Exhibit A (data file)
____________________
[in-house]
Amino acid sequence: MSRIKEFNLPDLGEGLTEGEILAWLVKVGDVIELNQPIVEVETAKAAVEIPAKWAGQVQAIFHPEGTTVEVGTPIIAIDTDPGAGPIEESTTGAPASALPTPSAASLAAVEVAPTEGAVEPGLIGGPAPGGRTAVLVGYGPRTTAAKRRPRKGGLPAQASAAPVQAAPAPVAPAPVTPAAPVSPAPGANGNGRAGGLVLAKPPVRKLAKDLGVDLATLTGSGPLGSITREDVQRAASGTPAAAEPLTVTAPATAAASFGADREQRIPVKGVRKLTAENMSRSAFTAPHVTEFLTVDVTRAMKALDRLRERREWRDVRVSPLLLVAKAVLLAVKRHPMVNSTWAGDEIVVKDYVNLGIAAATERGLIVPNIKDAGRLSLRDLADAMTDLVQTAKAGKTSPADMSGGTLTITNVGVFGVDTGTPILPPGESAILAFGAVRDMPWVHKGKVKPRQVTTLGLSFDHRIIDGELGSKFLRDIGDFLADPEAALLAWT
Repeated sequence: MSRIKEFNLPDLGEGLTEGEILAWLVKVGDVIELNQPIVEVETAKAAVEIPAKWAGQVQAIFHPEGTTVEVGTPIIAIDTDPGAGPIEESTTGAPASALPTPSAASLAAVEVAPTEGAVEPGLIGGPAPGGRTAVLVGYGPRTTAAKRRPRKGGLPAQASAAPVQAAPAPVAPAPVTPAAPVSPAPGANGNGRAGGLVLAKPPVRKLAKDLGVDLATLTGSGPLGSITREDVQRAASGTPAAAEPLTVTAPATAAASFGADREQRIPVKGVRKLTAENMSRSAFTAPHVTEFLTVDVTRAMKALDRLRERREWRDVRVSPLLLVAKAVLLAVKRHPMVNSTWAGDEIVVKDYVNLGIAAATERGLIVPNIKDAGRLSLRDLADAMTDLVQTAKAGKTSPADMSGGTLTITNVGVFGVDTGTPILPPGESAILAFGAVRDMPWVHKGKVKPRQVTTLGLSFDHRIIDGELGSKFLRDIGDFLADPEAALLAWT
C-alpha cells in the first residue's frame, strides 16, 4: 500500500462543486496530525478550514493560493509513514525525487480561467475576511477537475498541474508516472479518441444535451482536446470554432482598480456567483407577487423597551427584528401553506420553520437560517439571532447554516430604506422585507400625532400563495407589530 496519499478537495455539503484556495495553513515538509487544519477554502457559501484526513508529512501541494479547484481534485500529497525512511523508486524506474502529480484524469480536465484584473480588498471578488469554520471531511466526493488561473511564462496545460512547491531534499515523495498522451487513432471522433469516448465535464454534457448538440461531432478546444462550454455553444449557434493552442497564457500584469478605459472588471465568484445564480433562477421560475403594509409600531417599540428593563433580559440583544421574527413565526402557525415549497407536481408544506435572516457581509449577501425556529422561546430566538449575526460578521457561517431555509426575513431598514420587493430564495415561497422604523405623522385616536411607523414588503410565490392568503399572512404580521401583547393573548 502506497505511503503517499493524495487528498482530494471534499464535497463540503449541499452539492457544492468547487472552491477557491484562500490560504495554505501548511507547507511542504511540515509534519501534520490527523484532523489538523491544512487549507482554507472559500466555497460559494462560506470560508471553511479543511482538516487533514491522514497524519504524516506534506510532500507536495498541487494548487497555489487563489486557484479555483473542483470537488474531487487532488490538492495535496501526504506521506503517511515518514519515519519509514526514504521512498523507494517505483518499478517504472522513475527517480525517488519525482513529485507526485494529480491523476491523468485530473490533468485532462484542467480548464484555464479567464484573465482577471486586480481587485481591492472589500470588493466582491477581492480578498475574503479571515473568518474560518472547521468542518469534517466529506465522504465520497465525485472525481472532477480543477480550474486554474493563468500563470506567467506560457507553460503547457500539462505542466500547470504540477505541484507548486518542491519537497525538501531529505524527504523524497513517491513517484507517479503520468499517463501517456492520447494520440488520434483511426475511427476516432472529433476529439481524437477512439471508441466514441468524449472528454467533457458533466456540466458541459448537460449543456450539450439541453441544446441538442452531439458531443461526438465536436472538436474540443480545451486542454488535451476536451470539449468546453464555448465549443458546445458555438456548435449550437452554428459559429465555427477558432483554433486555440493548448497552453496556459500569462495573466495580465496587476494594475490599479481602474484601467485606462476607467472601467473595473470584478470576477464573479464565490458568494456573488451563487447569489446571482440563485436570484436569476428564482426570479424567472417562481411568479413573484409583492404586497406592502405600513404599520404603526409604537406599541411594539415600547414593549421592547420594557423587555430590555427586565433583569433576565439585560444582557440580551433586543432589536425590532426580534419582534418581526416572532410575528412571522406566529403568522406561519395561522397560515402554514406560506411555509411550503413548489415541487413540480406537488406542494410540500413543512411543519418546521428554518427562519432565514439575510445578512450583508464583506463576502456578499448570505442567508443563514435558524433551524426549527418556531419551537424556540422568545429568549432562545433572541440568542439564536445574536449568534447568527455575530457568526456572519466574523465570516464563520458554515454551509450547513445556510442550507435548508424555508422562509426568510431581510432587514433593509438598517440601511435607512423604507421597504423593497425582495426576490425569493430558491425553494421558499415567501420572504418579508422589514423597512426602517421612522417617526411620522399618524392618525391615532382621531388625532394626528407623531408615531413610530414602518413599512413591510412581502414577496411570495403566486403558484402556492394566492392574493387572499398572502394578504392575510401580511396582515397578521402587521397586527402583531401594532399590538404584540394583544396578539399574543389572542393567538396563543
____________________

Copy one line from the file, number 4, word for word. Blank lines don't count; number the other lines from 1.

C-alpha cells in the first residue's frame, strides 16, 4: 500500500462543486496530525478550514493560493509513514525525487480561467475576511477537475498541474508516472479518441444535451482536446470554432482598480456567483407577487423597551427584528401553506420553520437560517439571532447554516430604506422585507400625532400563495407589530 496519499478537495455539503484556495495553513515538509487544519477554502457559501484526513508529512501541494479547484481534485500529497525512511523508486524506474502529480484524469480536465484584473480588498471578488469554520471531511466526493488561473511564462496545460512547491531534499515523495498522451487513432471522433469516448465535464454534457448538440461531432478546444462550454455553444449557434493552442497564457500584469478605459472588471465568484445564480433562477421560475403594509409600531417599540428593563433580559440583544421574527413565526402557525415549497407536481408544506435572516457581509449577501425556529422561546430566538449575526460578521457561517431555509426575513431598514420587493430564495415561497422604523405623522385616536411607523414588503410565490392568503399572512404580521401583547393573548 502506497505511503503517499493524495487528498482530494471534499464535497463540503449541499452539492457544492468547487472552491477557491484562500490560504495554505501548511507547507511542504511540515509534519501534520490527523484532523489538523491544512487549507482554507472559500466555497460559494462560506470560508471553511479543511482538516487533514491522514497524519504524516506534506510532500507536495498541487494548487497555489487563489486557484479555483473542483470537488474531487487532488490538492495535496501526504506521506503517511515518514519515519519509514526514504521512498523507494517505483518499478517504472522513475527517480525517488519525482513529485507526485494529480491523476491523468485530473490533468485532462484542467480548464484555464479567464484573465482577471486586480481587485481591492472589500470588493466582491477581492480578498475574503479571515473568518474560518472547521468542518469534517466529506465522504465520497465525485472525481472532477480543477480550474486554474493563468500563470506567467506560457507553460503547457500539462505542466500547470504540477505541484507548486518542491519537497525538501531529505524527504523524497513517491513517484507517479503520468499517463501517456492520447494520440488520434483511426475511427476516432472529433476529439481524437477512439471508441466514441468524449472528454467533457458533466456540466458541459448537460449543456450539450439541453441544446441538442452531439458531443461526438465536436472538436474540443480545451486542454488535451476536451470539449468546453464555448465549443458546445458555438456548435449550437452554428459559429465555427477558432483554433486555440493548448497552453496556459500569462495573466495580465496587476494594475490599479481602474484601467485606462476607467472601467473595473470584478470576477464573479464565490458568494456573488451563487447569489446571482440563485436570484436569476428564482426570479424567472417562481411568479413573484409583492404586497406592502405600513404599520404603526409604537406599541411594539415600547414593549421592547420594557423587555430590555427586565433583569433576565439585560444582557440580551433586543432589536425590532426580534419582534418581526416572532410575528412571522406566529403568522406561519395561522397560515402554514406560506411555509411550503413548489415541487413540480406537488406542494410540500413543512411543519418546521428554518427562519432565514439575510445578512450583508464583506463576502456578499448570505442567508443563514435558524433551524426549527418556531419551537424556540422568545429568549432562545433572541440568542439564536445574536449568534447568527455575530457568526456572519466574523465570516464563520458554515454551509450547513445556510442550507435548508424555508422562509426568510431581510432587514433593509438598517440601511435607512423604507421597504423593497425582495426576490425569493430558491425553494421558499415567501420572504418579508422589514423597512426602517421612522417617526411620522399618524392618525391615532382621531388625532394626528407623531408615531413610530414602518413599512413591510412581502414577496411570495403566486403558484402556492394566492392574493387572499398572502394578504392575510401580511396582515397578521402587521397586527402583531401594532399590538404584540394583544396578539399574543389572542393567538396563543